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Page 14 Friday, August 16, 2002 No falling is allowed in this sport. Not on my watch, Coast Guard Petty Officer 3rd Class Melissa Steinman assured the seven students who attended her new rappelling class on Saturday. Five of the seven students had never rappelled before, but Steinmans class is geared toward making both beginners and experts feel at home. Steinman, a quartermaster with Port Security Unit 307, teaches the class every fourth day during her day off. She is one of only two people associ ated with the bases Morale Welfare and Recreation depart ment who is certified to give such a class. A reservist, Stein man teaches rock-climbing at a gym in Florida back in the civilian world. The 30-foot rappelling tower, which looms over the Paintball range, offers an impressive view of nearby Marine Hill and Guantanamo Bay. The facing of the sturdy wooden structure is plain now, but there are plans to add ele ments to the surface to simulate different natural materials. According to Steinman, a variety of new equipment has been ordered, including safety helmets, gloves, harnesses and ropes. The rock-climbing wall in the Marine Hill gym will be undergoing some improve ments as well. Steinman starts her class by giving an overview of what the climbers should expect. She stresses safety and she backs up everything she talks about with a demonstration given at a moderate pace. The lessons are taught in a four-class series, though the basics of rappelling can be learned in the first hour, Stein man said. The 9 mm-diameter ropes that stabilize the rappellers may look suspiciously thin, but the ropes are manufactured with a breaking force measured in kilonewtons meaning youd have to weigh thousands of pounds to snap them. Redundancy is built into the system. Three points of contact to the top of the tower are established with the ropes. Locking carabiners (clamps) are favored over spring-loaded models that could pop open if a rope became tangled. Even if a rappeller panics, the belayer, an assistant holding a safety rope at the base of the tower, can almost instantly stop a fall with a firm pull. Though rappellers decend the wall individually, teamwork is part of the training. When donning the safety harnesses while standing at the top of the tower, rappellers keep an eye on each other to prevent falls. Like wise, once youve decended the wall, you have to act as a beleyer for the next rappeller and ensure his or her safety. After Steinmans demon stration, it was time to take the plunge. The goal was to walk slowly down the wall back wards. The seven students descended the wall, one after another, with no mishaps. Steinman guided them the whole way and talked a few through the natural tendancy to put a death grip on the rope instead of letting the cord do its job and glide smoothly through the metal belaying hoops. First-time rappeller Sherrie Nabakowski, a civilian DOD worker, was excited about the experience. The first time you lean backward its weird, but it was fun, said Nabakowski. Call 8-5115 for the next available class. Classes run from 1 p.m. to 7 p.m. The first hour is devoted to instruction, followed by open rappelling monitored by the instructor. Experienced rappellers may bring their own gear. Rappelling class has GTMO climbers reaching new heights Story by Army Sgt. Michelle M. Pessoa The Wire The Mens and Womens Division Soccer Season will be starting on Monday, September 30th and run until Friday, November 8th. All Division Soccer rosters are due on Friday, September 20th. Con tact Capt. Gormly at x5249 for more information. Daily Free Daytime & Evening Lessons for Sail ing, Kayaking, and Motor Boating at Pelican Petes Marina. Nightly 8 PM Free movie, Lyceum & Camp Bulke ley. Advanced Step Aerobics Classes, Denich Gym, Monday, Wednesday and Friday, 5:15PM-6:15PM. Tae-Kwon Do Classes, Marine Hill Aerobics Room, Monday-Friday, 6:30PM-7:30PM. 1-On-1 Spinning Classes, Denich Gym. MWF, 5:30PM-6:30PM, Tues. & Thurs. 6:15PM-7:15PM. Yoga Ultimate Stretch Class, Denich Gym, 5:15PM-6:15PM, Tues. & Thurs. 75 Bowling, Marblehead Lanes, M-F, 1:00PM4:00PM. Today, Friday, August 16th 6:00AM-6:00PM, Open Swim, Marine Hill Pool. 10:00AM-8:00PM, Open Swim, Windjammer Pool. 11:00AM-7:00PM, Open Swim, Deer Point Pool. Saturday, August 17th 10:00AM-8:00PM, Open Swim, Windjammer Pool. 10:00AM-6:00PM, Open Swim, Marine Hill and Deer Point Pools. Sunday, August 18th 10:00AM-8:00PM, Open Swim, Windjammer Pool. 10:00AM-6:00PM, Open Swim, Marine Hill and Deer Point Pools. Monday, August 19th 6:00AM-6:00PM, Open Swim, Marine Hill Pool. 10:00AM-8:00PM, Open Swim, Windjammer Pool. 11:00AM-7:00PM, Open Swim, Deer Point Pool. Tuesday, August 20th 6:00AM-6:00PM, Open Swim, Marine Hill Pool. 10:00AM-8:00PM, Open Swim, Windjammer Pool. 11:00AM-7:00PM, Open Swim, Deer Point Pool. Wednesday, August 21th 6:00AM-6:00PM, Open Swim, Marine Hill Pool. 10:00AM-8:00PM, Open Swim, Windjammer Pool. 11:00AM-7:00PM, Open Swim, Deer Point Pool. 6:00PM, Mixed Volleyball Tournament, JTF-160 Commanders Cup Series, G.J. Denich Gymna sium. Thursday, August 22th 6:00AM-6:00PM, Open Swim, Marine Hill Pool. 10:00AM-8:00PM, Open Swim, Windjammer Pool. 11:00AM-7:00PM, Open Swim, Deer Point Pool. Photo by Army Sgt. Michelle M. Pessoa Navy Petty Officer 3rd Class Chris Downey rappels down the tower under the watchful eye of instructor Coast Guard Petty Officer 3rd Class Melissa Steinman. Navy JO1 Christopher G. Sherwood awaits his turn. Photo by Spc. Jose A. Martinez Steinman: Rappelling is about leg work, not upper body strength. Page 3 Friday, August 16, 2002 The Naval Post Office takes care of all the mail that is dis patched on and off the base. Whether its pictures or pack ages, letters from home or detainee mail, these sailors do their best to get all mail sent here to GTMO processed, sorted and handed over to your command. And when its time to write back, these sailors get your mail over to the Leeward side and out on the next plane leaving the island. Through rain, sleet or snow and that hot GTMO sun these postal workers in Navy blue are here for you. GTMOs Postal Services Compiled by Spc. Joseph A. Morris The Wire Navy Petty Officer 2nd Class Antwan A. Vaughn, supervisor Different customers pose different challenges. We meet all requirements by following the regulations. Navy Petty Officer 3rd Class Henry Charry, mail handler I do like it. We have a good working environment. If theres good teamwork, we work well. We always keep busy. Navy Petty Officer 2nd Class Sophia L. Humphrey, postal clerk I have fun with it. You find so many people that you dont see on the base. You meet a lot of different people. Navy Petty Officer 3rd Class Sarah L. Ladue, postal clerk I like it all right. We have a really good postal team, so there are no problems. Mail comes and goes pretty quickly. Navy Petty Officer 3rd Class Sarah L. Ladue skillfully prepares a package for shipping after weighing it to determine proper postage. Navy Petty Officer 3rd Class Henry Charry happily exchanges some words with a service member after handing him a bag full of mail for his command.

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Page 2 Friday, August 16, 2002 Chaplains Corner Provost Marshals Office Are you walking in the FOG, the Favor Of God? If so, then you know the feeling of being overwhelmed and encompassed by His love, guidance and beneficence. But Gods blessings, whether material or spiritual, are not intended just to help you with your own life. They are designed to help you help others and extend the kingdom of God here on earth. How? Lets look at some benefits of walking in the FOG. Favor promotes you. It will take you to higher levels of success and service. It did for Esther. One day she was an orphaned Jewish refugee. One year later she was crowned Queen of Persia. Gods favor caused Esther to gain the goodwill of everyone she met. She didnt even have to work for it. One day of Gods favor is worth a thousand days of your labor. Favor pushes open doors that otherwise would be closed to you. It puts you into posi tion for blessings. When I had just started in ministry, I had a meeting with the pastor of a large, influential church. I had prayed for favor with him and before I left his church, I was booked to preach several revivals and attend an important conference for free. What seems impossible is very possible in God. [By Cheryl H. Little, www.crosswalk.com. Adapted from The Favor Of God: Discover the FOG, by Daniel E. Barrick.] Submitted by Navy Lt. Sharon Bush, CHC, USNR JTF-160 Command Commander: Brig. Gen. Rick Baccus Deputy Commander: Navy Capt. Robert A. Buehn Public Affairs Officer: Lt. Col. Joseph A. Hoey Joint Information Bureau Director: Army Maj. Donna L. Scott OIC, Command Information: Army Maj. Sandra Steinberg Online at: www.nsgtmo.navy.mil/JTF-160/index.htm The Wire Staff NCOIC: Sgt. Maj. Daniel Polinski Editor-in-Chief: Sgt. Michelle M. Pessoa News Editor: Spc. Frank N. Pellegrini Staff writers and design team: Spc. Chris S. Pisano Spc. Joseph A. Morris Spc. Michelle M. Scsepko Spc. Jose A. Martinez Pfc. Jean-Carl Bertin Contact us: 5239 (Local) 5241 (Local fax) Joint Information Bureau / Pink Palace The Wire is produced by the 361st Public Affairs Detach ment (PCH) assigned to the Joint Information Bureau at JTF-160. Some content is collected from the World Wide Web and edited to fit. This publication is printed under the provisions provided in Army Regulation 360-1 and does not reflect the views of the Department of Defense or the per sonnel within. ALERT! Last week a member of JTF-160 was hospitalized for Acute Alcohol Poisoning. As of this writing, the subject is recovering and doing well. If you are one of those people planning to party and drink yourself silly this weekend heres a few facts you should know. Most adults can drink moderate amounts of alcohol, up to two drinks per day for men and one per day for women. One drink: 12 oz. of beer, 5 oz. glass of wine, or 1.5 oz. of 80 proof liquor. Alcohol-related health problems are highest among young adults ages 18-29. Once ingested, alcohol is processed in the body through metabo lism and oxidation. Alcohol is detoxified and removed from the blood thorough oxidation, pre venting it from accumulating and destroying cells and organs in your body. The liver can metabolize only a certain amount of alcohol per hour, regard less of the amount that has been consumed. Alcohol Liver Disease (ALD) is a major cause of illness and death in the U.S. ALD includes hep atitis (persistent inflammation of the liver), and cirrhosis (progressive scarring of the liver tissue), eventually impairing the functions of other organs. Women can develop ALD after consum ing lower levels of alcohol over a shorter period of time compared to men and are more vulnerable to ALD. Many patients with ALD become infected with hepatitis-C virus (HCV), which causes a chronic and potentially fatal liver disease. A healthy and normal liver function is essential to life. Approx. 10,000-24,000 deaths from cirrhosis are attributable to alcohol abuse every year. Other side effects: In men, alcohol abuse contributes to testicular injury and impairs testosterone synthesis. Testos terone deficiency may contribute to feminization in males (i.e., breast enlargement). In women, alcohol abuse may contribute to increased production of a form of estrogen called estradiol, which contributes to increased bone density. If you are involved in an alcohol related inci dent at GTMO you may be charged with UCMJ violations! Maj. Gary J. Cipolletta, Deputy Provost Marshal, JTF-160 Walking in a FOG NOTICE OF ARTICLE 15 ADJUDICATION A soldier was found guilty after a proceeding conducted under Article 15, UCMJ, for violations of Article 92, UCMJ, failure to obey a lawful order; to-wit: to conduct a police call of the company area; Article 92, UCMJ, dereliction of duty; and Arti cle 115, malingering. The nonjudicial punishment authority found beyond a reasonable doubt that on or about 11 June 2002 the soldier knowingly disobeyed an order from an NCO in his chain of command to conduct a police call of the company area to pick up all ciga rette butts and empty cigarette butt cans by not performing the police call and that the soldier negligently failed to have his name tag sewn on his LBV, as it was his known duty to do. The soldier also was found beyond a reasonable doubt to have feigned a muscle spasm in his back on or about 1 to 18 May 2002 while at home sta tion for purposes of avoiding training. The soldier was reduced to Private (E1), forfeited $257.10, suspended until 3 January 2003, received extra duty for 14 days, restriction for 14 days and an oral reprimand. KNOWING DISOBEDIENCE OF LAWFUL ORDERS, DERELICTION OF KNOWN DUTIES, AND MALINGERING WILL NOT BE TOLERATED Page 15 Friday, August 16, 2002 418th wins flag football opener Are you ready for some flag football, GTMO? The seasonlong gridiron battle for the GTMO Super Bowl crown began in hard-fought fashion as the 418th Transportation Company Hood Ratz defeated the 160th Military Police Battalion Chucks 14-7 in the GTMO Kick-off Clas sic on Cooper Field Monday night. The coin toss was the official start of the season. The Hood Ratz won the toss and elected to receive the ball. On the first drive of the season, the Hood Ratz charged down the field by running the ball and com pleting short passes. Soon they were on the 15-yard line and threatening to score. The Hood Ratz called a play to get Army Pfc. Jamaal Wilkins open in the end zone. The quar terback took the hike and the Chucks came with a furious blitz. The quarterback was flushed out of the pocket and he was forced into a bad throw to the end zone. The ball was intercepted by the Chucks, who came right back the other way. Army Sgt. Emil Ganim was the quarterback and the head of the running attack for the Chucks. Ganim broke free for a 36-yard run and was stopped on the 4yard line. It was third down and Ganim went for all the marbles. He threw a pass into the end zone where Wilkins was able to pick-off the pass. Both teams were playing tough defense and the game was deadlocked at 0-0. Finally, the Hood Ratz were able to strike first. Army Staff Sgt. Joseph K. Ronan, the quarterback for Hood Ratz, threw a 43-yard pass to Wilkins for the first touch down of the GFL (GTMO Flag Football League) season. It was not a called play, but the whole side was open so we took advantage of the defense, said Ronan. The Hood Ratz were celebrat ing in the end zone as the score was now 7-0. It felt good scoring the first touchdown of the season. Ronan and me will connect for many more this season, said Wilkins. Ganim came out on the field determined to score and bring his team back on their second drive. They were moving the ball with sweeps and short passes. Hood Ratz made a mistake on defense and Ganim made them pay with a 38-yard pass to Army Pfc. Jerald D. Murphy. The Hood Ratz defense got tough in the red zone and was able to force another turnover. Both defenses were able to stop one another for the rest of the first half. They have a good team, said Ronan. They were better than I thought. At halftime we talked about defense, he said. That is what wins games. The players were missing too many flags. They were not making plays, said Ronan. In the second half, the Chucks seemed to be able to drive down the field at will, but when they would get near the end zone the Hood Ratz were somehow able to stop them. One drive seemed over when Ganim, under pressure from an all-out blitz, threw another inter ception. But wait there was a flag on the field. The referee called roughing the passer; the Chucks had new life. They capitalized by putting six on the scoreboard and the extra point was good. The game was now tied at seven. The clock was becoming a fac tor in the game. With about five minutes left, Ronan seemed to put the team on his shoulders. He was making plays, running the football and completing his passes. With about three minutes left, the Hood Ratz scored to go ahead in the game. They took a 14-7 lead. The Chucks Ganim went on the field with a vigorous energy. His mission was to bring his team back. The clock was running down. And on the first play of the drive, he completed a 40-yard pass to Murphy. But as the Chucks got close to the goal line, the Hood Ratz slowed them down with great defensive plays. First, the Chucks called a quar terback option that played right into the Hood Ratzs hands when Ganim handed off the ball. I was committed to the handoff; if the quarterback would have kept the ball, he would have been gone for the touchdown, said one of the Hood Ratz, Army Spc. Allen Lamar. The Chucks had less than two minutes on the game clock. It was fourth down. They had one more play left. Ganim screamed, Hike and he scrambled to his right. Look ing down the field, he spotted Murphy opened in the end zone. He threw the ball down field as Murphy was getting ready to catch the football. Army Spc. William Whittenburg leaped and deflected the football to save the game for the Hood Ratz. I was just doing my best. Playing the cornerback position is tough and I am small, so you have to do whatever it takes to be suc cessful. I am glad I stopped a potential touchdown, said Whit tenburg. That defensive play put the nail in the coffin for the Chucks on Monday, but the season has just begun. There are seventeen teams that will duel to the finish until there is a champion declared. There are two divisions in the league; we have the monstrous Midwest and the crushing Cen tral. Each team will play a total of twelve games in the season, said Donnell Daniel, the Athletic Director for Morale, Welfare and Recreation on base. When the season comes to an end, we will take the top four teams in each division and they will play a dou ble elimination tournament for the championship crown. The Hood Ratzs quest is just beginning. It was a good game, and I am looking forward to the next one. I am just glad we pulled out a win said Ronan. But we need to get better if we want to win the GTMO Super Bowl. Story and photos by Spc. Jose A. Martinez The Wire Army Staff Sgt.Joseph K. Ronan throws a 43 yard pass to Army Spc Jamaal Wilkins for the first touchdown of the GFL season. The Hood Ratz quarterback Staff Sgt. Joseph K. Ronan scrambles from the pocket and runs for 15 yards on that play to put his team in scoring position.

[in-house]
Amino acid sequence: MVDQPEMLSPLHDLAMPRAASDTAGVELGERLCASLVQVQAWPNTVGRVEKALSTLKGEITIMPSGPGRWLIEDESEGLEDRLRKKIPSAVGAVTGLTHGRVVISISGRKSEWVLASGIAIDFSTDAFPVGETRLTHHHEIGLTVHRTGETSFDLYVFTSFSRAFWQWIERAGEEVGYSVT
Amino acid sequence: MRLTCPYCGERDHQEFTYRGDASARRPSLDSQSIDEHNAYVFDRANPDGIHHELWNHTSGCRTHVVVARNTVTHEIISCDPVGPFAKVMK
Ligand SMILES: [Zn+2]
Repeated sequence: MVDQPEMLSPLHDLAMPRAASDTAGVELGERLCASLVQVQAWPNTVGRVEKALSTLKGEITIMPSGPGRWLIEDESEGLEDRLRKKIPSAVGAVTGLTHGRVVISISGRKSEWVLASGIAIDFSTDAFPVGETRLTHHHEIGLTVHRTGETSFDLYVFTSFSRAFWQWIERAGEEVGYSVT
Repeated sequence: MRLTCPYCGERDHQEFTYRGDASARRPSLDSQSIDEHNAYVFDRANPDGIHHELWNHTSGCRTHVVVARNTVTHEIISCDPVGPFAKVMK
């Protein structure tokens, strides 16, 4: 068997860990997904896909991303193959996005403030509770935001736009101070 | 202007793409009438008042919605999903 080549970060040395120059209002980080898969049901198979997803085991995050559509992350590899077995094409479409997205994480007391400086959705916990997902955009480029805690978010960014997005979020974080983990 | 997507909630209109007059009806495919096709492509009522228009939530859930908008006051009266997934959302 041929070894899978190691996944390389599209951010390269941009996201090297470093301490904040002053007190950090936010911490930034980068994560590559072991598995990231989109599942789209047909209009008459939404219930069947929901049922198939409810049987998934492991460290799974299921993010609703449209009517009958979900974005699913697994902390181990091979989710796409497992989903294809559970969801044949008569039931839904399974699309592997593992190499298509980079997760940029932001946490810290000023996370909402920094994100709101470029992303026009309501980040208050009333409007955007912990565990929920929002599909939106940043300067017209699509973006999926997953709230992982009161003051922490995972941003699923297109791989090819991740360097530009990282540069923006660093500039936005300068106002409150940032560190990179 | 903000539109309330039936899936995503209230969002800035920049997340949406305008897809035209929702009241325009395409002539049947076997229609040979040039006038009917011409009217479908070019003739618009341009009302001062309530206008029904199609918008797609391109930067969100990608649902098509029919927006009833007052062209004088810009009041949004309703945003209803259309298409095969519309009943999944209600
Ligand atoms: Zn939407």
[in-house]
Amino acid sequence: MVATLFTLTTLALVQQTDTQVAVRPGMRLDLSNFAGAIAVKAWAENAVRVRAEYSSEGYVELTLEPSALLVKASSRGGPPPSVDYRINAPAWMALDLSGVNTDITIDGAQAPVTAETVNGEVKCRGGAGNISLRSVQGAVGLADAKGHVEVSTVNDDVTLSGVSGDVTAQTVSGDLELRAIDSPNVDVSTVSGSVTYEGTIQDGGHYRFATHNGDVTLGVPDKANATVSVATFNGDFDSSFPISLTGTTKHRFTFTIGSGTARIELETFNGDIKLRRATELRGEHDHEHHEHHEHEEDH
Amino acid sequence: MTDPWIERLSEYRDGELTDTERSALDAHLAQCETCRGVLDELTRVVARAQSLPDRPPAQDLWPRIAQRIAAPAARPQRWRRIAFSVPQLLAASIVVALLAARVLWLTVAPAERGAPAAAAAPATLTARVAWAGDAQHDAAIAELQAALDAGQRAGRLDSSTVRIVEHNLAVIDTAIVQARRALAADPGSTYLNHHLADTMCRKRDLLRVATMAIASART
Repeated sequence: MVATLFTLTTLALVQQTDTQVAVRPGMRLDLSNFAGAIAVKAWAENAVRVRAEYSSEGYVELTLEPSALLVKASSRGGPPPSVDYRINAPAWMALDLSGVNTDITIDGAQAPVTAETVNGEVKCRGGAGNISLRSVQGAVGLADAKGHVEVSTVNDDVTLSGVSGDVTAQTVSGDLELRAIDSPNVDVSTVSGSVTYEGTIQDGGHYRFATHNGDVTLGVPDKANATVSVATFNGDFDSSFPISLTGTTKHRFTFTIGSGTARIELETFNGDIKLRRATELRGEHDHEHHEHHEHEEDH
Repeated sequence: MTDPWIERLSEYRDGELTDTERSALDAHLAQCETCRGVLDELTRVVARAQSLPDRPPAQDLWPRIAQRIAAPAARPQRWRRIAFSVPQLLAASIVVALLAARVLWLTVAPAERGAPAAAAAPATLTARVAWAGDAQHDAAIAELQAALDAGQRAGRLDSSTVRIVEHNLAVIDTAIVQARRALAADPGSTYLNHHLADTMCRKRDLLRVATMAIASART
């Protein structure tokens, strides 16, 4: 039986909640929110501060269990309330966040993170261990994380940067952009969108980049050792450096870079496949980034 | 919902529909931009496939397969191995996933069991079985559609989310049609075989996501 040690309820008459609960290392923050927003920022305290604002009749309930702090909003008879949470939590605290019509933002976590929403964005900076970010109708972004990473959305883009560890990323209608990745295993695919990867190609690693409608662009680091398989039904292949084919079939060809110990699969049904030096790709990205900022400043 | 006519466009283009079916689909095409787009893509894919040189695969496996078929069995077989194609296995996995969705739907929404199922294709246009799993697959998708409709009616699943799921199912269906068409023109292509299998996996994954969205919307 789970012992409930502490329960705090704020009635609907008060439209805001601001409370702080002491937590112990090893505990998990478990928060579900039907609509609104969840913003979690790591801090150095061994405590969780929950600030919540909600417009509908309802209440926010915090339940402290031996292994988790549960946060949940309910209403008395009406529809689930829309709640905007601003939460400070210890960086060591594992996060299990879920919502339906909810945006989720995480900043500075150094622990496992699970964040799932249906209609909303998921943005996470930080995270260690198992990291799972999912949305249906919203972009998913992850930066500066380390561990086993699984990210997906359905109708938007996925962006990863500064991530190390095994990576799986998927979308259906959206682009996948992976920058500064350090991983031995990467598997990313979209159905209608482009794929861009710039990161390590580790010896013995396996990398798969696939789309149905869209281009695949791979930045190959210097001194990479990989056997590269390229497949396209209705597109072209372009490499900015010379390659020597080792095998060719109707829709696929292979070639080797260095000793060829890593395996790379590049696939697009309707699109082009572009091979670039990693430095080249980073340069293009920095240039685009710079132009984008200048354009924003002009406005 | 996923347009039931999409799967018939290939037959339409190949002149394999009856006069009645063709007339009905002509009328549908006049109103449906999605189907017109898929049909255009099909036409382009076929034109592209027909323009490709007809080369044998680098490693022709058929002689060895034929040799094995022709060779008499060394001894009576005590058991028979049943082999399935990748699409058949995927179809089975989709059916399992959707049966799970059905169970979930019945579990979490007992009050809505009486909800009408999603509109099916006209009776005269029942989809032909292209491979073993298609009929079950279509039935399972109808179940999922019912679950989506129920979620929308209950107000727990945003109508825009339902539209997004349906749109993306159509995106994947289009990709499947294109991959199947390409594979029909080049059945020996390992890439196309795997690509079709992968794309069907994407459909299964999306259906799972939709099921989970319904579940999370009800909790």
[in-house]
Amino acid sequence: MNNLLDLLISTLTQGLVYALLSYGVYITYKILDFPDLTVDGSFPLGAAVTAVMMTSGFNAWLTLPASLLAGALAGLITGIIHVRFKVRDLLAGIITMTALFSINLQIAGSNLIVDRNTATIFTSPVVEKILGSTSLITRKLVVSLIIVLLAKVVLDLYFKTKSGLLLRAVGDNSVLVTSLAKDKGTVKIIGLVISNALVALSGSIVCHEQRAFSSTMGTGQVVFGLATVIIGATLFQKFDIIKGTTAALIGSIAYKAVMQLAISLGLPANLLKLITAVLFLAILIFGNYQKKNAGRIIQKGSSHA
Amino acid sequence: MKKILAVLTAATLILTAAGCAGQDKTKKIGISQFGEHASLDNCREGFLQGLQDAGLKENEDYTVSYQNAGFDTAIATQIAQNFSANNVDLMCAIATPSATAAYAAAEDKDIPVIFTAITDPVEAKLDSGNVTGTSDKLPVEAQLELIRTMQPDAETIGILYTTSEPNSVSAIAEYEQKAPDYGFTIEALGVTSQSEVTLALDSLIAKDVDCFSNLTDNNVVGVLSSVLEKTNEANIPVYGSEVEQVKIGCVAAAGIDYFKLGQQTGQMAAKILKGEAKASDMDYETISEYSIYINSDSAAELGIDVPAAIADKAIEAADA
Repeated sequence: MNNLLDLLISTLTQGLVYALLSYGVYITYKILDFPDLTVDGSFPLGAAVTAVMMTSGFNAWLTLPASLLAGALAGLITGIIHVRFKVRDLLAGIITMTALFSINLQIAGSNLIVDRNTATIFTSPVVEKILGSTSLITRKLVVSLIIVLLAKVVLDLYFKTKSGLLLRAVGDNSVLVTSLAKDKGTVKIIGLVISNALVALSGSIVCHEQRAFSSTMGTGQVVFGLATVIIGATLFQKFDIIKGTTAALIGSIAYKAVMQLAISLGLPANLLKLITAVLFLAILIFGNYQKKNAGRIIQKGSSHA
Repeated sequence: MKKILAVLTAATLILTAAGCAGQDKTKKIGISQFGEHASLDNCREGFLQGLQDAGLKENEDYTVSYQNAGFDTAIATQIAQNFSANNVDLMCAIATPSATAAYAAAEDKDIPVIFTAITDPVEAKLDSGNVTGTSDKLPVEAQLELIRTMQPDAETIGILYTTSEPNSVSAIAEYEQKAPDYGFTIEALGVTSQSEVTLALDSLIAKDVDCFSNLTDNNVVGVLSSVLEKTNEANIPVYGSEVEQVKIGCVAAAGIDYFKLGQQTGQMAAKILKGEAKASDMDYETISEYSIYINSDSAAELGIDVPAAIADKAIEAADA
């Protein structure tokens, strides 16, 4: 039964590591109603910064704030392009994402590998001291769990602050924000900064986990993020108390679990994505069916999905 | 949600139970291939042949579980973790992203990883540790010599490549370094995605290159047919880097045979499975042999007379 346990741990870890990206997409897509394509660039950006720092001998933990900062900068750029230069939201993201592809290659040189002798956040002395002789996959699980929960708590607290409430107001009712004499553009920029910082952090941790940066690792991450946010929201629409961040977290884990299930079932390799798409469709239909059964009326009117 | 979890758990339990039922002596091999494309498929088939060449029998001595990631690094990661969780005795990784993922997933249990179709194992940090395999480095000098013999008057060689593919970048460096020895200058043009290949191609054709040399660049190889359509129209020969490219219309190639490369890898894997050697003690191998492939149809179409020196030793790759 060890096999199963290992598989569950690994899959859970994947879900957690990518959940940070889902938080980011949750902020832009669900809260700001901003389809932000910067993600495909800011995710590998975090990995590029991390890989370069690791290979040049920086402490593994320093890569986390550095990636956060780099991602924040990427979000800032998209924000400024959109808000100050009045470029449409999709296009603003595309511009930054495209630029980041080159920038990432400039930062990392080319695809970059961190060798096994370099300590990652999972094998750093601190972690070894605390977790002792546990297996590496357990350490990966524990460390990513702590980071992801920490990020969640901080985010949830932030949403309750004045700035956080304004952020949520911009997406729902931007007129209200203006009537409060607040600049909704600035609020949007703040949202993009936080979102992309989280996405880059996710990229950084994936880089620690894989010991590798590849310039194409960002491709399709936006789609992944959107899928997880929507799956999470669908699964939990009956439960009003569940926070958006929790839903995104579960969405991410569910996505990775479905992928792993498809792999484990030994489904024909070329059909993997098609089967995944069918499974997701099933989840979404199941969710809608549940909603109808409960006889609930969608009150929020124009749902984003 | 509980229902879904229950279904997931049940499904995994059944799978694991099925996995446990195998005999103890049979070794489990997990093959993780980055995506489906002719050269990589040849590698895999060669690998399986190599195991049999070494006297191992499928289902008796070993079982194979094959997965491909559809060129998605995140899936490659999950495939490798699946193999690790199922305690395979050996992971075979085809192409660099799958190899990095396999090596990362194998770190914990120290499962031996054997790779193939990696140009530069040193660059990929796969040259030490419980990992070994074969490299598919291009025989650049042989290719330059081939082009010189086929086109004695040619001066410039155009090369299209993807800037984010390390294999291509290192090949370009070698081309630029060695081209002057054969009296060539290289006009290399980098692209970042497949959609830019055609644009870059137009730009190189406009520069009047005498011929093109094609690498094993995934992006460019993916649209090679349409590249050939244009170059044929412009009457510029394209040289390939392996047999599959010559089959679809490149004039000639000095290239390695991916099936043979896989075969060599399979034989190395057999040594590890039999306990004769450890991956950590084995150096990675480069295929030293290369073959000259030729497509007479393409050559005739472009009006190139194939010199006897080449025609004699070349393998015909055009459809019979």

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All that separates Naval Station Guan tanamo Bay from communist Cuba and the possibility of terrorist attacks is a fence. And along that 17.4-mile fence line, their profes sionalism and vigilance keep GTMO safe from harm. Guarding the border between GTMO and Cuba are the Marine reservists from Texas serving in Marine Corps Security Force Company, DET A, Bravo Company 123. And make no mistake; these reservists have a full-time job. Basically, we protect the fence line and do reconnaissance 24 hours a day, seven days a week, said Sgt. Jose Diaz, sergeant of the guard with MCSF Co. We accomplish our mission through the guards keeping watch in the many Marine Observation Points along the fence line and also through the foot and mounted patrols, which are conducted 24 hours a day. Between the guards in the MOPs and the Marines on constant patrol, there is very little that they miss, according to Diaz. But the MOPs, which are the guard towers you can see peppered across the northern GTMO hori zon, are what really allow the Marines to carry out their mission. In the MOPs, they observe just about any thing and everything the Cubans do, said Diaz. And the Cubans on the other side do the same to us. I dont blame them. We look at them, so why cant they look at us? But I dont think they do as good a job as we do. Were more disciplined. I have faith in those Marines in the MOPs and out on patrol. Theyre pretty observant and really detailed as to whats going on. Attention to detail is everything within the MOP, for the security of the entire base could be compromised if a vigilant eye is not kept on Published in the interest of personnel assigned to JTF-160 and COMNAV Base Guantanamo Bay, Cuba. Guarding GTMO from attack Friday, August 16, 2002 Volume 2, Issue 10 Story and photos by Spc. Chris S. Pisano The Wire A look inside... Marine Corps Security Force Company stays on line to ensure base is safe Lance Cpl. Clayton Harbich, machine gunner with MCSF Co., stands watch at a Marine Observation Point. Page 8 Page 6 Page 15 See GUARDING, page 5 Page 16 Friday, August 16, 2002 With Army Sgt. Stacey K. Lewis Q: How do you feel about being this weeks 15 minutes of fame? A: Embarrassed! I dont usually talk about myself. Q: Its easy. So, how would you describe yourself? A: Im outgoing and personable. Q: Come on. Everybody says that. Whats your philosophy of life? A: Work hard, play hard. Q: Everybody says that too. Do you have any unique hobbies or talents? A: Hmm... Not really. I am just me. Q: Lets try some basics. What unit are you with, and how long have you been here? A: Im with the 178th MP Company, and Ive been here for about two months. Q: Where do you work? A: I work at the Joint Aid Station. I like it I like working for people from different backgrounds, learning new things. I like tak ing care of the soldiers. Q: And for fun? A: Sports or the gym. I like playing volley ball; I played a little intramural during college. Q: And where do you live? A: I live over at Camp Bulkeley. Q: How do you like it over there? A: I dont mind it. Im settled in and nest ing, so to speak. Well, at least we have regular showers, not the push-button kind. Q: How do you and your roommates get along? A: Theyre a good group of girls. Q: How do you feel about the mission? A: I think it is a great mission. Everyone is working very hard and being professional. Q: Hmm. Whats something strange that has happened to you since youve been here? A: Unexpected guests in the shower. Iguanas, and various other types of wildlife. There are actually birds nesting in our shower-room. One day, one swooped down and scared the heck out of me. Q: What do you like about being here? A: Ive met a lot of interesting people here. Ive met people from all different backgrounds and walks of life. Q: What from home do you miss the most? A: Id have to say JoJo. My dog. Q: So, how would you normally spend a well-deserved day off on GTMO? A: At the pool relaxing and unwinding. Id like to get down to the Marina and give fishing or snorkeling a try, although, Id probably just sink. Q: If you could speak to someone who was about to deploy to GTMO, what would you tell him or her? A: This place is what you make of it. You can have fun with it or make it miserable. Patience and tolerance are virtues to practice here. Q: What do you do when GTMO gets you down? A: It sounds silly, but my roommate and I listen to Its a Great Day by Travis Tritt. It always seems to boost our mood. Q: If you could change one thing here, what would it be? A: I would just like to see the MPs receive more recognition and appreciation for all their outstanding hard work and professionalism. Q: Its a deal. Anything to say in closing? A: Since Ive been here, Ive met a lot of great people. Across the board Ive seen noth ing but hard working professionals. I am proud to have met and to work with everyone here. Photo by Army Pfc. Jean-Carl Bertin Sgt. Stacey K. Lewis, on fame: I dont usually talk about myself. Next weeks 15 minutes of fame could be you! Compiled by Spc. Michelle M. Scsepko The Wire 15 minutes on the quiet side